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Mosaics of Marrakesh

I've just got back from magical Morocco. These are some of the spectacular tiles I saw over two days in Marrakesh. They are mostly what are known as zelliges, mosaics in geometric patterns which were widely popular in the Islamic world from the 14th century onwards. The name, zellige or zellij, derives from the arabic verb 'to slide', a reference to the tiles' beautiful slippery glazes. I had always imagined that the individual pieces were made in moulds, but in fact each piece is hand-cut to shape using a double-ended hammer. The desired geometric shape is incised onto glazed terracotta approximately 2cm thick, and the piece is balanced on a little ledge and chopped at with the hammer. The artisan turns the piece deftly between cuts, lining up for his next cut (it always is a him) - there is a very short video further down this post showing how it's done. The ledge fulfils some of the parts played by a mosaic hardie, but it doesn't have a sharp edge. It's an extraordinary thought that every single facet of these tiles - and there must be literally millions of them on the historic buildings of Marrakech - is the product of a carefully considered and neatly executed cut.

Mosaic doorway in Marrakesh
The Dar el Bacha Palace

Shallow mosaic fountain at the Marrakesh Museum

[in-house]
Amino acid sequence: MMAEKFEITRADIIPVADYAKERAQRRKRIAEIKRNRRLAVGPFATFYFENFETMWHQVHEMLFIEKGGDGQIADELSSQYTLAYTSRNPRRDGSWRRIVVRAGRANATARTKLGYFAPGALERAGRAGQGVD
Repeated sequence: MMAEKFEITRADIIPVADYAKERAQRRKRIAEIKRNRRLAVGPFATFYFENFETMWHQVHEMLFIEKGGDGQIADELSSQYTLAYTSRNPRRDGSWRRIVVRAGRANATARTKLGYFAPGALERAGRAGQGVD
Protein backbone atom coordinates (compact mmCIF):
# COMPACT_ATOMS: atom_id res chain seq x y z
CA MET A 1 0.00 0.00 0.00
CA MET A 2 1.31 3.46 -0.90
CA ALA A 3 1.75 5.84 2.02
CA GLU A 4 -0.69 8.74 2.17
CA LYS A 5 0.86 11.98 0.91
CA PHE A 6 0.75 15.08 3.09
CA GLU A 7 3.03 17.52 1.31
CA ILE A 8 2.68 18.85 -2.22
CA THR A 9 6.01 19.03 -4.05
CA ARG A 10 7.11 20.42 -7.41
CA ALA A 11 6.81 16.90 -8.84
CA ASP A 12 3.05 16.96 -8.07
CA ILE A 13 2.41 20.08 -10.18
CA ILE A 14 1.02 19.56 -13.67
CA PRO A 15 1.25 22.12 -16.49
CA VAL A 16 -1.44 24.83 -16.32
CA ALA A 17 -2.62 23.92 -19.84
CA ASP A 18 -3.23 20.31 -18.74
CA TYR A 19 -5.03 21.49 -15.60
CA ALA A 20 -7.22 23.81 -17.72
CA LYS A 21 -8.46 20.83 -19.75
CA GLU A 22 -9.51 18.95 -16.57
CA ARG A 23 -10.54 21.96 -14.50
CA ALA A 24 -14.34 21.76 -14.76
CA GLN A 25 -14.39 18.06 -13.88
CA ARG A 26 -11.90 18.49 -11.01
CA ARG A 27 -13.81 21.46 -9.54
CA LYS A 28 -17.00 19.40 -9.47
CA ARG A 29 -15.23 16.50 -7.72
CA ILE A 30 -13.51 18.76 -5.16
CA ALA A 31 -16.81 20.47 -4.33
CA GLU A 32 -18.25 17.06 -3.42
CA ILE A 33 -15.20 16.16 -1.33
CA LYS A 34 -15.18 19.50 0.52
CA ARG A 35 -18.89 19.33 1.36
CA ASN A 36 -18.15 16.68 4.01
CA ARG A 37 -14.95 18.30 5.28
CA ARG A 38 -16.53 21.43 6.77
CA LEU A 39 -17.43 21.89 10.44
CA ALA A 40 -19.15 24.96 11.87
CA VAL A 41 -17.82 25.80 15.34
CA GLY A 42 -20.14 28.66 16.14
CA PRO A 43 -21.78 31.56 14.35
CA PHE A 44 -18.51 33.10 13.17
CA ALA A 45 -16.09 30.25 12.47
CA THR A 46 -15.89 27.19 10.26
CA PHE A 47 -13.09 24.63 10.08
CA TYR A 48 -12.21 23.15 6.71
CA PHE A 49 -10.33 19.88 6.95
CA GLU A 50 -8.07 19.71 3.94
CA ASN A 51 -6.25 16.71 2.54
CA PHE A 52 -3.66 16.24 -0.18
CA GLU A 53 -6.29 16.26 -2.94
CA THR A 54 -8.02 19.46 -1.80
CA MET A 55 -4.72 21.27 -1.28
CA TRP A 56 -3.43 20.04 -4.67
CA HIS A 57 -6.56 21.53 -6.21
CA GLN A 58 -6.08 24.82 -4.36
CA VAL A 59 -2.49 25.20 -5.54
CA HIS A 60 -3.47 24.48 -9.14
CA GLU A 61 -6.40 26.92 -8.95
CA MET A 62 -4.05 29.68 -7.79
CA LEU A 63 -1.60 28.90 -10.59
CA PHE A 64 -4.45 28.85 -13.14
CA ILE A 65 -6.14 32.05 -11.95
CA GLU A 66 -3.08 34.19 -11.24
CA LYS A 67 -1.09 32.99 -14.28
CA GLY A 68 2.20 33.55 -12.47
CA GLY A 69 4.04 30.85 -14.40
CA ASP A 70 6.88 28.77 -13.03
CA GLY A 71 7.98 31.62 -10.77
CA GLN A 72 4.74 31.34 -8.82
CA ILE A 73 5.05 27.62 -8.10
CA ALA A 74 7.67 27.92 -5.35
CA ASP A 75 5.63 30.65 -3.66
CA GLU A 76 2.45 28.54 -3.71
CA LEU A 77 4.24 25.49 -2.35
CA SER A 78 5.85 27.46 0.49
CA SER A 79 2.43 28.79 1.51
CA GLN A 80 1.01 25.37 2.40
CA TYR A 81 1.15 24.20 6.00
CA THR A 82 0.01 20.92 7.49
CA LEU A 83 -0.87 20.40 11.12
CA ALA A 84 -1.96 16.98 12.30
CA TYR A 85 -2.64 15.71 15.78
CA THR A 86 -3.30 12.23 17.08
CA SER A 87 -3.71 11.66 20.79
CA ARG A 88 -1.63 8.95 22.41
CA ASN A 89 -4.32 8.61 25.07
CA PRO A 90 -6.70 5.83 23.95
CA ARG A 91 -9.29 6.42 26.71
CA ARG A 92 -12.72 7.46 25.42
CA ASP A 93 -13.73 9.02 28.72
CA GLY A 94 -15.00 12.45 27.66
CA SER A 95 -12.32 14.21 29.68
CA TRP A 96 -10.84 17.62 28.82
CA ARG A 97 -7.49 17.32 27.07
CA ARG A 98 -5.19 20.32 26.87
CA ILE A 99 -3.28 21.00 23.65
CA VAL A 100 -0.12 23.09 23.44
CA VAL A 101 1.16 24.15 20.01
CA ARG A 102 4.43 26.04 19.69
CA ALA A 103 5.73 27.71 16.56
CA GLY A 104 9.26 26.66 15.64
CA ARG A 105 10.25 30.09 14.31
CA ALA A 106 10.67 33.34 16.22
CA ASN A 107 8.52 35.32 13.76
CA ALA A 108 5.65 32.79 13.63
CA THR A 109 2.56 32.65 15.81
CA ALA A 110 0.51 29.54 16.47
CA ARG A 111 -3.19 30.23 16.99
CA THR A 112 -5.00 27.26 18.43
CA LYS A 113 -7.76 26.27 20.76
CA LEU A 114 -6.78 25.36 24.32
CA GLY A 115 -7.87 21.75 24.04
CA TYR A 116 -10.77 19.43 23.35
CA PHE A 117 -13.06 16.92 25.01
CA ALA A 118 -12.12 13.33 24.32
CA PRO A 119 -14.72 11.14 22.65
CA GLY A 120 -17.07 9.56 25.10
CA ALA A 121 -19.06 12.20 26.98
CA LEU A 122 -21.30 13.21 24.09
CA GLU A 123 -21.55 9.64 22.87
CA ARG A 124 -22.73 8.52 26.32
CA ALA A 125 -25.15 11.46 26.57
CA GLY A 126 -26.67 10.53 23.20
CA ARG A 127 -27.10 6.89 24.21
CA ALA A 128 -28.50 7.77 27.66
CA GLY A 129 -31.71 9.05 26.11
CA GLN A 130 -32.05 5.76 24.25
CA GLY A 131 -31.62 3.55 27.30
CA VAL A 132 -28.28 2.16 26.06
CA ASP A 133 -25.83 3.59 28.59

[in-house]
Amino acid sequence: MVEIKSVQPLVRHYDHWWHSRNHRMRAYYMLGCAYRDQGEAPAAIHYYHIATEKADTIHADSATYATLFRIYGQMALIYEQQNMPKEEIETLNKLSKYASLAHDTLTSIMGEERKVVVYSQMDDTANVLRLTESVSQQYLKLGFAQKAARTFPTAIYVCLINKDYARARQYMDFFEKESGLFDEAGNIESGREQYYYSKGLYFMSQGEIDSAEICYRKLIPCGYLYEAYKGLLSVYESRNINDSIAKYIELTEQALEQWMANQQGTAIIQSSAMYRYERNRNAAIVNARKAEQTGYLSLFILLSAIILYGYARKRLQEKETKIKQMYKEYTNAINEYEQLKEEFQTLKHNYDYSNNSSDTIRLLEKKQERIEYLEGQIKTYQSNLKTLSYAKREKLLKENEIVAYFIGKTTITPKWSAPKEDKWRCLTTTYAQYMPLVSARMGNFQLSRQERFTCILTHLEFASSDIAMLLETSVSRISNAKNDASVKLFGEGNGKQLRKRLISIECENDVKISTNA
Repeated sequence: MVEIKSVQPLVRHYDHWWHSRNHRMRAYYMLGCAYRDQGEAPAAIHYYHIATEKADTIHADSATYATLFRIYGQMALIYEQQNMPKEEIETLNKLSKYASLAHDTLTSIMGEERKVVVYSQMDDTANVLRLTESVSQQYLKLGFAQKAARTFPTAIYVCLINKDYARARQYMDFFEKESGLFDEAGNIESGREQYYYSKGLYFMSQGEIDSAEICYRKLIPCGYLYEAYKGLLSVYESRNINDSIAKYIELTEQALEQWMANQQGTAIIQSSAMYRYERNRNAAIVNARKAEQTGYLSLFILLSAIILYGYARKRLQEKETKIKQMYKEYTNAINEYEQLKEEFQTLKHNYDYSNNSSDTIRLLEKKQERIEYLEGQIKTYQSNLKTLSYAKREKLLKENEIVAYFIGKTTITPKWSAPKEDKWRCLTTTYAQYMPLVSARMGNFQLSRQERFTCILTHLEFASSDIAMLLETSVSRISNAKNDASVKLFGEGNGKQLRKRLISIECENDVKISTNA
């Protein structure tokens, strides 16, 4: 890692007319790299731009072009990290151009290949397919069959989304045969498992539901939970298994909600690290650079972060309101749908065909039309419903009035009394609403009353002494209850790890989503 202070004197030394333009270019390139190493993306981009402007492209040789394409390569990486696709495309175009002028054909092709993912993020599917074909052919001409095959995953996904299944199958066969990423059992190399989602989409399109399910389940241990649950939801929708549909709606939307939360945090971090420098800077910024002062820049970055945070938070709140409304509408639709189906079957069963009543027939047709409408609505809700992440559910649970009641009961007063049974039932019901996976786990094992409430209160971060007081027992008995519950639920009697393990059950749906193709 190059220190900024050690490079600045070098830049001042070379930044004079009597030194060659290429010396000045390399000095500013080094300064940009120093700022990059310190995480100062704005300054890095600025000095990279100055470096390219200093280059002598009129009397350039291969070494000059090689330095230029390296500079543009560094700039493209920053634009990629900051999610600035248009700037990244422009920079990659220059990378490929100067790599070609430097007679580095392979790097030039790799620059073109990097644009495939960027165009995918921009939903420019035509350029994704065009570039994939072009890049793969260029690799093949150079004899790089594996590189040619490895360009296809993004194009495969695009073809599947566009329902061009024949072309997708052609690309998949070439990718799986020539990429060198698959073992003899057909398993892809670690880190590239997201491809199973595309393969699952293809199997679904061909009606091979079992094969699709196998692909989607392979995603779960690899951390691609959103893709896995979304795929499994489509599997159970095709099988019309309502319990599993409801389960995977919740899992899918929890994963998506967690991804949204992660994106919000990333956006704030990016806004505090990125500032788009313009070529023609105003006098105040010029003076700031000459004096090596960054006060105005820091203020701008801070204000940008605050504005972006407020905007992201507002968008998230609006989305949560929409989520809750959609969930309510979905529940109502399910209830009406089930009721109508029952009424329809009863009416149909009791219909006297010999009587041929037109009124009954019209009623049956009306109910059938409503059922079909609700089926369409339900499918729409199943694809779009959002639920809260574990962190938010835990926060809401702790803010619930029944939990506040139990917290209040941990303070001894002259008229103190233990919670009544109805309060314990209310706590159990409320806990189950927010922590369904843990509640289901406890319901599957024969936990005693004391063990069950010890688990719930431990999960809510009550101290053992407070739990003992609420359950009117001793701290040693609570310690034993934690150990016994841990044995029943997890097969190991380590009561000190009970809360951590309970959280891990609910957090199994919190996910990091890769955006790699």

A shallow basin under a fountain at the Marrakesh Museum

Mosaic panel at the Marrakesh Museum
Detail of the panel shown above (at the Marrakesh Museum)

Mosaic wall in Marrakesh
This and following few shots all taken at the Dar el Bacha Palace

Riad Chambres d'Amis Marrakesh
Riad Chambres d'Amis - highly recommended hotel

Bahia Palace

Restoration work in progress; you can see that each tile is hand-chiselled from a thick piece of glazed terracotta

Double-headed hammer used for chopping zellige tiles into shape, used against a tilted ledge

This 3-minute video shows the skill and speed with which tiles are cut - and how different the technique is from mosaic-making with a hammer and hardie.

© SaintTropezBoutique

Local cat crew - they partied every night outside our hotel window

Jardin Majorelle
Yves Saint-Laurent's cactus garden at Villa Majorelle - the garden was laid out in the 1920s by French artist, Jacques Majorelle

garden Marrakesh
The Secret Garden, Marrakesh

Zellige and feathery planting complement each other in the Secret Garden

The exotic courtyard at the Secret Garden
Mosaics in Marrakesh
Dar el Bacha Palace

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